Yet, a belief system that makes no allowance for the supernatural (that is, the nonphysical) leaves man alone to decide his own fate as he likes, and the license to do as he pleases. More importantly, however, ignoring the possibility of things beyond the physical realm can lead us to draw the wrong conclusions about our existence.
Invisible Yet Visible
The Bible describes this very process among scientists: “For since the creation of the world [God's] invisible attributes are clearly seen, being understood by the things that are made, even His eternal power and Godhead, so that they are without excuse, because, although they knew God, they did not glorify Him as God, nor were thankful, but became futile in their thoughts, and their foolish hearts were darkened. Professing to be wise, they became fools” (Romans 1:20–22).
With regard to the origin of the universe, it seems that the Bible may have been right all along. But should it surprise us that so many within the scientific community try to avoid the possibility of a Creator God?
Admittedly, the construct of the scientific method is such that it cannot examine the nonphysical. One must turn to divine revelation apart from science to obtain the complete picture. Again we turn to the Bible, where the apostle Paul speaks of the differences between human understanding and that revealed by God.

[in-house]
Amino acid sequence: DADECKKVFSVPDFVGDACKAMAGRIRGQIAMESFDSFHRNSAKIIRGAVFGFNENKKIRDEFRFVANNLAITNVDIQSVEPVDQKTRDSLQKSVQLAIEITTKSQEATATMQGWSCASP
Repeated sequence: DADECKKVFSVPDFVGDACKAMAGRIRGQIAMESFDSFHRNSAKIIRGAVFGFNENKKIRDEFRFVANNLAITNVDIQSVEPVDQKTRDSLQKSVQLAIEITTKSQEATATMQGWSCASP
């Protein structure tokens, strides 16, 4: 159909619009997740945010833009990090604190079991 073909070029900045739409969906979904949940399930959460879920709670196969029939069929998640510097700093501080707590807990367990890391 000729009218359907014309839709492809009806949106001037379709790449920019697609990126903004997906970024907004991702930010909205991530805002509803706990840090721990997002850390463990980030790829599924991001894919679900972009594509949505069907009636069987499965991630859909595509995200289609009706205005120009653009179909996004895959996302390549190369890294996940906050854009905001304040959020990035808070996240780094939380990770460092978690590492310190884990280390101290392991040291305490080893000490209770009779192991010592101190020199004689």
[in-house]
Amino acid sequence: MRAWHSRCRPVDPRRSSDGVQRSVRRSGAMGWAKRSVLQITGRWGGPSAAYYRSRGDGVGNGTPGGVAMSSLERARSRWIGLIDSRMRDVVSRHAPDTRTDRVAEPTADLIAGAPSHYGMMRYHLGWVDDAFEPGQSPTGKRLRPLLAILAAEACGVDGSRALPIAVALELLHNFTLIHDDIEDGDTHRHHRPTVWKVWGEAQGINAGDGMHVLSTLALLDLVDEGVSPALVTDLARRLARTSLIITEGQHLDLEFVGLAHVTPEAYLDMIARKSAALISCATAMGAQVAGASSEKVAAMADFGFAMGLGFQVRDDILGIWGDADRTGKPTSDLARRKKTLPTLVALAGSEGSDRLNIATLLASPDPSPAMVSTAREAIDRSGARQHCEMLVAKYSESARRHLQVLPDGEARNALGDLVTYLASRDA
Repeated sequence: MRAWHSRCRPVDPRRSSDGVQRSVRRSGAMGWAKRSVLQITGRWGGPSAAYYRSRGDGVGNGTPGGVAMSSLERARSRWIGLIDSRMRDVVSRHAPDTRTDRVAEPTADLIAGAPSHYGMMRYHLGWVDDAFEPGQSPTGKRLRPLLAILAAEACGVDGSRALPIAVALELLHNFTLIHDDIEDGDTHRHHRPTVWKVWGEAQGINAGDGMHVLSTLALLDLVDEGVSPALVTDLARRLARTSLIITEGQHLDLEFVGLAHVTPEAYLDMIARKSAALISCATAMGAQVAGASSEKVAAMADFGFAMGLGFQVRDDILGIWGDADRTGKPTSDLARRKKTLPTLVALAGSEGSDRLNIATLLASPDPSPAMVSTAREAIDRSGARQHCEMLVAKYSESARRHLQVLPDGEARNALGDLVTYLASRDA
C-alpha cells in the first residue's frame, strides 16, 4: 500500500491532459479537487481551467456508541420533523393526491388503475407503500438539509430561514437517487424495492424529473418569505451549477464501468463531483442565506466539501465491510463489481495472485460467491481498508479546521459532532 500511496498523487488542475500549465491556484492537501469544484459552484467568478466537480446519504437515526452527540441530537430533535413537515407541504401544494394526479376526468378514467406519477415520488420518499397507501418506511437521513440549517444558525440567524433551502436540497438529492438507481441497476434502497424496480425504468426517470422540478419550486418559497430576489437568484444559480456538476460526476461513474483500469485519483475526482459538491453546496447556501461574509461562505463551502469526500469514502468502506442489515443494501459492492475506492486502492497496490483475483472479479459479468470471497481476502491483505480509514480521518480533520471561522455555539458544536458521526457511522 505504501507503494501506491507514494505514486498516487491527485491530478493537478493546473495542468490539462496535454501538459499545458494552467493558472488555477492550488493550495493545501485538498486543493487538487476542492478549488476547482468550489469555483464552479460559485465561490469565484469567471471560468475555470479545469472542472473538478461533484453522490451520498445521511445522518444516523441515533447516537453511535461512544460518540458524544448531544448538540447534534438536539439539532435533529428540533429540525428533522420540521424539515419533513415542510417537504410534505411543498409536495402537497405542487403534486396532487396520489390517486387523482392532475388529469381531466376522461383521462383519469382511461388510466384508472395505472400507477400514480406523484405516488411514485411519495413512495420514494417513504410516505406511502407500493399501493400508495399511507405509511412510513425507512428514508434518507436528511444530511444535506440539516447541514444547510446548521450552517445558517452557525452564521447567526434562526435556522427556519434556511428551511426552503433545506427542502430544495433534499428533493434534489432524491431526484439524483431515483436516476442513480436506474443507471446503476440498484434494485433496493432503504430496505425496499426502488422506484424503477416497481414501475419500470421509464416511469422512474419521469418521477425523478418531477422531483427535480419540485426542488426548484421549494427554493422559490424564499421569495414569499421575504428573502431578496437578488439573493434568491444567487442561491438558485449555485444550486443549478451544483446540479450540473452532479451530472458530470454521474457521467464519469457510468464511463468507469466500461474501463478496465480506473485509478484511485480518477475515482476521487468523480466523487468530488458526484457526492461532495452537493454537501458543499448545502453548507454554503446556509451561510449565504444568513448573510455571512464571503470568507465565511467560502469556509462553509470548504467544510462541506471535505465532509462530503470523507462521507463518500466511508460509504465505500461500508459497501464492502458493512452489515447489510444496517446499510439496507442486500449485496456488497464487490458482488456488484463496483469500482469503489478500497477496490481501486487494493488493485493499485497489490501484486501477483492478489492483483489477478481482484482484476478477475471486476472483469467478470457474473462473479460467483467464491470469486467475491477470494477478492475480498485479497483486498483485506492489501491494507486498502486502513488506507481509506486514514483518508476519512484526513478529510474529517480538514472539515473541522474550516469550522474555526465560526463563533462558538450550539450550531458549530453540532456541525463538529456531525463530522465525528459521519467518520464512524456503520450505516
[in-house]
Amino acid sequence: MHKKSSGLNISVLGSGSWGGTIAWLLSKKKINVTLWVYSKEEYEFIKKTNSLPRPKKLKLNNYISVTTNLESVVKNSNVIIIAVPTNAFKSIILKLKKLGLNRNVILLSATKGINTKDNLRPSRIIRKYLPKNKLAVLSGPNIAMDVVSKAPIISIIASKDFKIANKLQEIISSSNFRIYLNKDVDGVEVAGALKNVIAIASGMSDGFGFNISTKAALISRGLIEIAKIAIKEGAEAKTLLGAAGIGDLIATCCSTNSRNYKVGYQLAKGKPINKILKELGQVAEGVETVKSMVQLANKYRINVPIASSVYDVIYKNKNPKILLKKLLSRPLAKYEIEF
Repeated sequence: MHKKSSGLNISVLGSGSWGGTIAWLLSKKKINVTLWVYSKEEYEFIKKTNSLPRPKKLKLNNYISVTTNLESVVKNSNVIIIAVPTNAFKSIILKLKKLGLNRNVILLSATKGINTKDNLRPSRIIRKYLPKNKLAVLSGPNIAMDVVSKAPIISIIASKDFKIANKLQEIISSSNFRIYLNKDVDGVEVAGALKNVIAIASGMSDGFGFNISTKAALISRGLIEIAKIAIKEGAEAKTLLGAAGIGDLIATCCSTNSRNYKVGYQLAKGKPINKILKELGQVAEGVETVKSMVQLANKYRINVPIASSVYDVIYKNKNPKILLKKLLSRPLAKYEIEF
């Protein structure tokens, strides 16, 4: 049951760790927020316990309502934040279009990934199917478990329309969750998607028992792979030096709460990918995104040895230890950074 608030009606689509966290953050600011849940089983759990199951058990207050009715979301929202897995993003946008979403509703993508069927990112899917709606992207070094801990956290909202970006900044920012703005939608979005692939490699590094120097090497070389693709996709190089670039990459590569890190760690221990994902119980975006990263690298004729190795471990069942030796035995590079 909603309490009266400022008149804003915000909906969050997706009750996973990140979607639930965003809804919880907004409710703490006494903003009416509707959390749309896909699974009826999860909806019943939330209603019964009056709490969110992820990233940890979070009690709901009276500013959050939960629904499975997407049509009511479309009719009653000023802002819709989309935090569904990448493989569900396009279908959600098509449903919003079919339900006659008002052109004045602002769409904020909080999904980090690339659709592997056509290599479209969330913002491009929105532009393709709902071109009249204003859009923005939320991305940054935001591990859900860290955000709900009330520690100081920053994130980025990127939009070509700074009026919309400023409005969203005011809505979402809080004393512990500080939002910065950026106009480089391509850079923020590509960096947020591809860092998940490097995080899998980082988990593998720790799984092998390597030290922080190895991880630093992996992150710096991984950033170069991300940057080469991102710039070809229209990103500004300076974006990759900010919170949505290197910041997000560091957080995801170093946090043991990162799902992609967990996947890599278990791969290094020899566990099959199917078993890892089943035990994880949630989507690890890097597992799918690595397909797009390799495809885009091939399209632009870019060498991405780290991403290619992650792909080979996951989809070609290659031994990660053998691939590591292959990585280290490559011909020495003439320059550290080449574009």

In 1 Corinthians 2:11–14 Paul says, “For what human being knows what is truly human except the human spirit that is within? So also no one comprehends what is truly God's except the Spirit of God. Now we have received not the spirit of the world, but the Spirit that is from God, so that we may understand the gifts bestowed on us by God. And we speak of these things in words not taught by human wisdom but taught by the Spirit, interpreting spiritual things to those who are spiritual. Those who are unspiritual do not receive the gifts of God's Spirit, for they are foolishness to them, and they are unable to understand them because they are spiritually discerned” (New Revised Standard Version).
In this age where science has become a popular belief system in itself, we should be careful not to allow the scientific method to blind us to those things that are not physical. If it does, we will not see the whole picture, and, as has been the case with the scientific community in this instance, our understanding will be incomplete. In the words of Albert Einstein, “science without religion is lame; religion without science is blind.” Less often quoted but equally incisive is this observation, also from Einstein: “Science can only ascertain what is, but not what should be, and outside its domain value judgments of all kinds remain necessary.”
The Bible does not claim to be a scientific textbook, but it does hold the answers to key questions about our existence.
The Bible does not claim to be a scientific textbook, but it does hold the answers to key questions about our existence. It should not be overlooked.
Indeed, under the weight of increasing scientific evidence, it clearly deserves much closer examination by those who have too easily dismissed it.